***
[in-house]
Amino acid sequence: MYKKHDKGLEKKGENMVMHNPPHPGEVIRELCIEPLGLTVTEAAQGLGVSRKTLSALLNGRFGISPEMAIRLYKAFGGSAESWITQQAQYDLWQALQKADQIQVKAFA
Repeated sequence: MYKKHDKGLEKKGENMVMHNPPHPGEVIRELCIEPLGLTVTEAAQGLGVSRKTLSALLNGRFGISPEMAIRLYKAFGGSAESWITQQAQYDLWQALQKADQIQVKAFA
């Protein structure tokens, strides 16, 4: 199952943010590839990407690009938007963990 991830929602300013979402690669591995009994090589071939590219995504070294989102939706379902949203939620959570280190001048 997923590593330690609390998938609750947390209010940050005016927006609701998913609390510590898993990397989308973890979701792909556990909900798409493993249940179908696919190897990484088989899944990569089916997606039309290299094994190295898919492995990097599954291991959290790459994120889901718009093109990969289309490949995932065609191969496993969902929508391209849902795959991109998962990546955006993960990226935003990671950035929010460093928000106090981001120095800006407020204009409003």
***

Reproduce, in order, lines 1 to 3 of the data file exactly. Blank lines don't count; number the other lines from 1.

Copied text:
[in-house]
Amino acid sequence: MYKKHDKGLEKKGENMVMHNPPHPGEVIRELCIEPLGLTVTEAAQGLGVSRKTLSALLNGRFGISPEMAIRLYKAFGGSAESWITQQAQYDLWQALQKADQIQVKAFA
Repeated sequence: MYKKHDKGLEKKGENMVMHNPPHPGEVIRELCIEPLGLTVTEAAQGLGVSRKTLSALLNGRFGISPEMAIRLYKAFGGSAESWITQQAQYDLWQALQKADQIQVKAFA